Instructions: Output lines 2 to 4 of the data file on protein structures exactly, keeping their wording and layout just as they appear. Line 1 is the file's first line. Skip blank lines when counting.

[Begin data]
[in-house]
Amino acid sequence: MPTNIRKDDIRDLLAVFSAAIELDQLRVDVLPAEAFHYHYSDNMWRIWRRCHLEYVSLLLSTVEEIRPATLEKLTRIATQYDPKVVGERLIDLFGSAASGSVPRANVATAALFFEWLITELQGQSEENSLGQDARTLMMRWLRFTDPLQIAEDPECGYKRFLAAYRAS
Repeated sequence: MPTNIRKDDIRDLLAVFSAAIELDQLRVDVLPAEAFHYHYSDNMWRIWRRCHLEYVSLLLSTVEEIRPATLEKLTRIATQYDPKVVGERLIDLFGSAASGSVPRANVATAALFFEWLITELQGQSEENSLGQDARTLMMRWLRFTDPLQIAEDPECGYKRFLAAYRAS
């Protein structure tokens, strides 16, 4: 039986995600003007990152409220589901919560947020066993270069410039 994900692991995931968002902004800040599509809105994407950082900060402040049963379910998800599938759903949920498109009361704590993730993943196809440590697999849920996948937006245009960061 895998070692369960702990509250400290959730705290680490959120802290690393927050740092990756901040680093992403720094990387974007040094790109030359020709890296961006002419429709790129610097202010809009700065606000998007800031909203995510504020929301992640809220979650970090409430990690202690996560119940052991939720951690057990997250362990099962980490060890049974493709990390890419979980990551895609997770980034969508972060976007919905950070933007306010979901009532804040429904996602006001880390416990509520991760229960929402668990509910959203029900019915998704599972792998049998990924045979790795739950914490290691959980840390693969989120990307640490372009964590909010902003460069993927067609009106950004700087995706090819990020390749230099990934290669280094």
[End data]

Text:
Amino acid sequence: MPTNIRKDDIRDLLAVFSAAIELDQLRVDVLPAEAFHYHYSDNMWRIWRRCHLEYVSLLLSTVEEIRPATLEKLTRIATQYDPKVVGERLIDLFGSAASGSVPRANVATAALFFEWLITELQGQSEENSLGQDARTLMMRWLRFTDPLQIAEDPECGYKRFLAAYRAS
Repeated sequence: MPTNIRKDDIRDLLAVFSAAIELDQLRVDVLPAEAFHYHYSDNMWRIWRRCHLEYVSLLLSTVEEIRPATLEKLTRIATQYDPKVVGERLIDLFGSAASGSVPRANVATAALFFEWLITELQGQSEENSLGQDARTLMMRWLRFTDPLQIAEDPECGYKRFLAAYRAS
């Protein structure tokens, strides 16, 4: 039986995600003007990152409220589901919560947020066993270069410039 994900692991995931968002902004800040599509809105994407950082900060402040049963379910998800599938759903949920498109009361704590993730993943196809440590697999849920996948937006245009960061 895998070692369960702990509250400290959730705290680490959120802290690393927050740092990756901040680093992403720094990387974007040094790109030359020709890296961006002419429709790129610097202010809009700065606000998007800031909203995510504020929301992640809220979650970090409430990690202690996560119940052991939720951690057990997250362990099962980490060890049974493709990390890419979980990551895609997770980034969508972060976007919905950070933007306010979901009532804040429904996602006001880390416990509520991760229960929402668990509910959203029900019915998704599972792998049998990924045979790795739950914490290691959980840390693969989120990307640490372009964590909010902003460069993927067609009106950004700087995706090819990020390749230099990934290669280094």